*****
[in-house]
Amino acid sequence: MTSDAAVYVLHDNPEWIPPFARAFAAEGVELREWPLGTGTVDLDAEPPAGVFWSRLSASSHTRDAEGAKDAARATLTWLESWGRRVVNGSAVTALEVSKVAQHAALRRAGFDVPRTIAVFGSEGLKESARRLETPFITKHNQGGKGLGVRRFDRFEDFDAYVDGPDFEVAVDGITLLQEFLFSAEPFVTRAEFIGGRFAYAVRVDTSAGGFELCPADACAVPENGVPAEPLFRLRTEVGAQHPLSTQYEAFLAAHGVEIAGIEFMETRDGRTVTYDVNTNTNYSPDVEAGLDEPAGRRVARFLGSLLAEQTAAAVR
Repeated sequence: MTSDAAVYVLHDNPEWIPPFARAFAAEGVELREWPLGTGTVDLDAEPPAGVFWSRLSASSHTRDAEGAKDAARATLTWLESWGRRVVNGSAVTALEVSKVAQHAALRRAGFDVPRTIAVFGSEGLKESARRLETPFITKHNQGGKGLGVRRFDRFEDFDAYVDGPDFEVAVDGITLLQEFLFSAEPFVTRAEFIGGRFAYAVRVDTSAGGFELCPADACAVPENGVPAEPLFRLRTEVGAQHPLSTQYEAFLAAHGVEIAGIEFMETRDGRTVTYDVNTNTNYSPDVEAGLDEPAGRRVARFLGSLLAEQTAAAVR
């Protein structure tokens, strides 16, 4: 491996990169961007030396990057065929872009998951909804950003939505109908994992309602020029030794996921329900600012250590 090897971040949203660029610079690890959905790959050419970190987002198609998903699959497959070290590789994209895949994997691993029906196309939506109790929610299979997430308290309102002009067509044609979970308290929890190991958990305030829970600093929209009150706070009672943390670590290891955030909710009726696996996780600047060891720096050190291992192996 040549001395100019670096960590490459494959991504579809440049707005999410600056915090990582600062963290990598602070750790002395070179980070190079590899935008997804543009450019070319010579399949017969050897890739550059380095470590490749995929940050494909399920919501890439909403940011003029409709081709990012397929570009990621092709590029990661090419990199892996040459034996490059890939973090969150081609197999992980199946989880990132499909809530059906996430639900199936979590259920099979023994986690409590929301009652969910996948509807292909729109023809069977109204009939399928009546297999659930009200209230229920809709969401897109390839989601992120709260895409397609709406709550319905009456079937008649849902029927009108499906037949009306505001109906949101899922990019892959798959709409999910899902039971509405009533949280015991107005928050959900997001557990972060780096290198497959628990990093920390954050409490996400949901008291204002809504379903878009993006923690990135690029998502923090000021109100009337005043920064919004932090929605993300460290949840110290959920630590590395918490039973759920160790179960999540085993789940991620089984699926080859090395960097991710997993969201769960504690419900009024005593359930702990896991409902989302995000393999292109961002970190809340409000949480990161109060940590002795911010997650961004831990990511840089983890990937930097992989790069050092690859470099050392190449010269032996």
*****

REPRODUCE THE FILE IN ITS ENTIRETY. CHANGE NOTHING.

[in-house]
Amino acid sequence: MTSDAAVYVLHDNPEWIPPFARAFAAEGVELREWPLGTGTVDLDAEPPAGVFWSRLSASSHTRDAEGAKDAARATLTWLESWGRRVVNGSAVTALEVSKVAQHAALRRAGFDVPRTIAVFGSEGLKESARRLETPFITKHNQGGKGLGVRRFDRFEDFDAYVDGPDFEVAVDGITLLQEFLFSAEPFVTRAEFIGGRFAYAVRVDTSAGGFELCPADACAVPENGVPAEPLFRLRTEVGAQHPLSTQYEAFLAAHGVEIAGIEFMETRDGRTVTYDVNTNTNYSPDVEAGLDEPAGRRVARFLGSLLAEQTAAAVR
Repeated sequence: MTSDAAVYVLHDNPEWIPPFARAFAAEGVELREWPLGTGTVDLDAEPPAGVFWSRLSASSHTRDAEGAKDAARATLTWLESWGRRVVNGSAVTALEVSKVAQHAALRRAGFDVPRTIAVFGSEGLKESARRLETPFITKHNQGGKGLGVRRFDRFEDFDAYVDGPDFEVAVDGITLLQEFLFSAEPFVTRAEFIGGRFAYAVRVDTSAGGFELCPADACAVPENGVPAEPLFRLRTEVGAQHPLSTQYEAFLAAHGVEIAGIEFMETRDGRTVTYDVNTNTNYSPDVEAGLDEPAGRRVARFLGSLLAEQTAAAVR
């Protein structure tokens, strides 16, 4: 491996990169961007030396990057065929872009998951909804950003939505109908994992309602020029030794996921329900600012250590 090897971040949203660029610079690890959905790959050419970190987002198609998903699959497959070290590789994209895949994997691993029906196309939506109790929610299979997430308290309102002009067509044609979970308290929890190991958990305030829970600093929209009150706070009672943390670590290891955030909710009726696996996780600047060891720096050190291992192996 040549001395100019670096960590490459494959991504579809440049707005999410600056915090990582600062963290990598602070750790002395070179980070190079590899935008997804543009450019070319010579399949017969050897890739550059380095470590490749995929940050494909399920919501890439909403940011003029409709081709990012397929570009990621092709590029990661090419990199892996040459034996490059890939973090969150081609197999992980199946989880990132499909809530059906996430639900199936979590259920099979023994986690409590929301009652969910996948509807292909729109023809069977109204009939399928009546297999659930009200209230229920809709969401897109390839989601992120709260895409397609709406709550319905009456079937008649849902029927009108499906037949009306505001109906949101899922990019892959798959709409999910899902039971509405009533949280015991107005928050959900997001557990972060780096290198497959628990990093920390954050409490996400949901008291204002809504379903878009993006923690990135690029998502923090000021109100009337005043920064919004932090929605993300460290949840110290959920630590590395918490039973759920160790179960999540085993789940991620089984699926080859090395960097991710997993969201769960504690419900009024005593359930702990896991409902989302995000393999292109961002970190809340409000949480990161109060940590002795911010997650961004831990990511840089983890990937930097992989790069050092690859470099050392190449010269032996």